When Is It Time to Update Your Will?
Planning for the long term eventualities of life sounds like good and prudent advice, but it is easy to let things slide when it comes to the execution. This is especially true when a person is young, not necessarily aware of what plans to make, and apt to feel like they have unlimited time to figure such issues out later. The problem with this approach is one never knows when life’s eventualities will catch up with them, and then it is typically too late to remedy all of the gaps the family will be left to address. When it comes to estate planning, the purpose is to make the life of friends and family easier so they can focus on remembering the loved one, and not the financial details of how to pay for remaining expenses or deciding who gets what. A will allows a person to designate how to distribute his/her property after death, with the creator having the freedom to make the division as simple or complex as he/she desires. While it may seem that a will is a static document that is set in stone once written, it is, in fact, meant to change and grow as the circumstances of its creator evolve.
When to Consider Changing a Will
One general consideration to keep in mind before deciding whether or not to change a will is that the contents of these documents reflect deeply pondered intentions and should not be altered because of a passing fight or disagreement. However, when circumstances do change, it is important to update the will, because failure to do so could render provisions invalid under the terms of the law. Some of the big life events that should definitely prompt someone to update estate planning documents include marriage, birth of children, divorce, death and the sale of property. Basically, if a person named as an inheritor in the will dies, or new potential inheritors are born or otherwise enter the family, it is important a will reflect these life changes so the document continues to reflect the creator’s wishes. Further, if a piece of property identified in the will is sold or somehow transferred to a new owner, this fact needs to be addressed so that those provisions of the will remain valid. There are also less obvious or foreseeable circumstances that might require changes, such as severing of relationships with family members or friends. If it seems reconciliation with these parties is unlikely or impossible, it may be best to remove them from all estate planning documents.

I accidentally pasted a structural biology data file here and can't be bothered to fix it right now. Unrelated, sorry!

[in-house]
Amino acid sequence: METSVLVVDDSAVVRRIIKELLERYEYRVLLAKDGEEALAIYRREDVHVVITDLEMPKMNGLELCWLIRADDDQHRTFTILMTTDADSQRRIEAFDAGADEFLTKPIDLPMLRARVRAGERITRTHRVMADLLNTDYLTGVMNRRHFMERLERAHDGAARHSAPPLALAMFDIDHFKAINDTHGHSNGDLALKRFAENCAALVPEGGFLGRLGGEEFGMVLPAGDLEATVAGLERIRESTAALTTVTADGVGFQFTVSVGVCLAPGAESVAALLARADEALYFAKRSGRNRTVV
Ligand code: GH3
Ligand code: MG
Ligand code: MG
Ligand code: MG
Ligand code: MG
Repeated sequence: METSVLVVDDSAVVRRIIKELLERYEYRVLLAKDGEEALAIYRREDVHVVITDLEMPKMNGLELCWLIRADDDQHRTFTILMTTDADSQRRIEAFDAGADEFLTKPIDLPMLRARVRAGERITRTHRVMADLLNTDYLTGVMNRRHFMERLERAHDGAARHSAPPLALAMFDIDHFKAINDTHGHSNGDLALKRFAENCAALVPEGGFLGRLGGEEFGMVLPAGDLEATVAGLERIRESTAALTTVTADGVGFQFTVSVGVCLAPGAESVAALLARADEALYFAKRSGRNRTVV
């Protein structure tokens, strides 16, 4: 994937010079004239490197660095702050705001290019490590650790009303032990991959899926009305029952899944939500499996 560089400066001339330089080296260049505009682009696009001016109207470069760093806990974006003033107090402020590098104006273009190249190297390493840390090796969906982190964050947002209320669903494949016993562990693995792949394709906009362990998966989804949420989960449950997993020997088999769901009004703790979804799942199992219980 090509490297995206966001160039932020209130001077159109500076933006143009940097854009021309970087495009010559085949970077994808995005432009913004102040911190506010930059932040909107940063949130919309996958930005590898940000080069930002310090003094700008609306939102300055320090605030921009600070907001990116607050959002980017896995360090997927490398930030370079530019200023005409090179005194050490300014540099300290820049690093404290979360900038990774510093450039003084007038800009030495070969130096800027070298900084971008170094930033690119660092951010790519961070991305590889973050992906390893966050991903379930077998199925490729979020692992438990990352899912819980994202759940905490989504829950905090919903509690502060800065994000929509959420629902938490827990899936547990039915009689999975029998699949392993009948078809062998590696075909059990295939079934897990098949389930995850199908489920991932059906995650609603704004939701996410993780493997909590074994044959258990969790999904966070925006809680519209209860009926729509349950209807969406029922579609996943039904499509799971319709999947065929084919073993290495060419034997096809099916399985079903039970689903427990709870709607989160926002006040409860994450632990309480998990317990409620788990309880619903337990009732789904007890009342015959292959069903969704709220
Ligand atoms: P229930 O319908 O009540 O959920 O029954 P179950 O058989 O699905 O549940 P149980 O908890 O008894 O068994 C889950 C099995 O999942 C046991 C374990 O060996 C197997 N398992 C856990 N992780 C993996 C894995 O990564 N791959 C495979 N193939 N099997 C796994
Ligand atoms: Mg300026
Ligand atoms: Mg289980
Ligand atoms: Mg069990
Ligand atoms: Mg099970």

How to Make These Changes
Amendments, or changes to a will, are referred to as codicils in the law. Codicils must be executed with same formality as the will itself. This means the will must be in writing, and signed by the creator at the end of the document. In addition, it must be confirmed in the presence of two witnesses. These witnesses are required to sign the document in front of the creator and in the presence of each other. No particular words are necessary to create a will as long as the listed formalities are followed.
Consult an Estate Planning Attorney
Figuring how when and how to modify an existing will is not always an easy determination. An experienced estate planning attorney can address this uncertainty, and help you craft the best option for your situation. The Tampa law firm of Bubley & Bubley, P.A. has attorneys on staff with experience in a wide variety of estate planning issues and can put that knowledge to work for you. Contact us to schedule a free consultation.